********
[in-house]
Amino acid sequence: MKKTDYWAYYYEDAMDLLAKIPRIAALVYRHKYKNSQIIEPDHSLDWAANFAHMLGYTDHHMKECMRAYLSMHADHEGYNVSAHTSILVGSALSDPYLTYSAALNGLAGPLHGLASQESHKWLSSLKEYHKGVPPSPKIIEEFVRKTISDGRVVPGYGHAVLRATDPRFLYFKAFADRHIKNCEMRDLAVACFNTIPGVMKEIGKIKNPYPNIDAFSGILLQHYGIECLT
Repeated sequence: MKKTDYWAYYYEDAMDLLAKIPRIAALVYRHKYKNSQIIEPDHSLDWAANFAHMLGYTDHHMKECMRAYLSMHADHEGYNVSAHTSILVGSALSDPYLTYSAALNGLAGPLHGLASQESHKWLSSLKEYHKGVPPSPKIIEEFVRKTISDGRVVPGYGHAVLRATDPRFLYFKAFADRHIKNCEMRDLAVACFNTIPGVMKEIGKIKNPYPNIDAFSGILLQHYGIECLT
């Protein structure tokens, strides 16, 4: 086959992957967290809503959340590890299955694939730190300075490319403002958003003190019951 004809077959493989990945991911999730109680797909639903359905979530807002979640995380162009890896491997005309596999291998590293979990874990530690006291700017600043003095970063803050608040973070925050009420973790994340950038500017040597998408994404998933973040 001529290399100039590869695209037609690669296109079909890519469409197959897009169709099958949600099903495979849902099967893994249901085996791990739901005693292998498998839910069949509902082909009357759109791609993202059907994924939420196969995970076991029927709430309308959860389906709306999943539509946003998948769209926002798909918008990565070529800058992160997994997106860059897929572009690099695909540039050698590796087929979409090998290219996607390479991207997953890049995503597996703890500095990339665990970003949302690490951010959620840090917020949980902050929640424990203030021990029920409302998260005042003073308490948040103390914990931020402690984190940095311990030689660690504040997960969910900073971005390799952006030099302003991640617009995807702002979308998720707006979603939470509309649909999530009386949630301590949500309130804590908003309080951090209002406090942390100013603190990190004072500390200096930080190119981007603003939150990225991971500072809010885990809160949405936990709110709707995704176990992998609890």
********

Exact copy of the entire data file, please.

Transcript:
[in-house]
Amino acid sequence: MKKTDYWAYYYEDAMDLLAKIPRIAALVYRHKYKNSQIIEPDHSLDWAANFAHMLGYTDHHMKECMRAYLSMHADHEGYNVSAHTSILVGSALSDPYLTYSAALNGLAGPLHGLASQESHKWLSSLKEYHKGVPPSPKIIEEFVRKTISDGRVVPGYGHAVLRATDPRFLYFKAFADRHIKNCEMRDLAVACFNTIPGVMKEIGKIKNPYPNIDAFSGILLQHYGIECLT
Repeated sequence: MKKTDYWAYYYEDAMDLLAKIPRIAALVYRHKYKNSQIIEPDHSLDWAANFAHMLGYTDHHMKECMRAYLSMHADHEGYNVSAHTSILVGSALSDPYLTYSAALNGLAGPLHGLASQESHKWLSSLKEYHKGVPPSPKIIEEFVRKTISDGRVVPGYGHAVLRATDPRFLYFKAFADRHIKNCEMRDLAVACFNTIPGVMKEIGKIKNPYPNIDAFSGILLQHYGIECLT
């Protein structure tokens, strides 16, 4: 086959992957967290809503959340590890299955694939730190300075490319403002958003003190019951 004809077959493989990945991911999730109680797909639903359905979530807002979640995380162009890896491997005309596999291998590293979990874990530690006291700017600043003095970063803050608040973070925050009420973790994340950038500017040597998408994404998933973040 001529290399100039590869695209037609690669296109079909890519469409197959897009169709099958949600099903495979849902099967893994249901085996791990739901005693292998498998839910069949509902082909009357759109791609993202059907994924939420196969995970076991029927709430309308959860389906709306999943539509946003998948769209926002798909918008990565070529800058992160997994997106860059897929572009690099695909540039050698590796087929979409090998290219996607390479991207997953890049995503597996703890500095990339665990970003949302690490951010959620840090917020949980902050929640424990203030021990029920409302998260005042003073308490948040103390914990931020402690984190940095311990030689660690504040997960969910900073971005390799952006030099302003991640617009995807702002979308998720707006979603939470509309649909999530009386949630301590949500309130804590908003309080951090209002406090942390100013603190990190004072500390200096930080190119981007603003939150990225991971500072809010885990809160949405936990709110709707995704176990992998609890």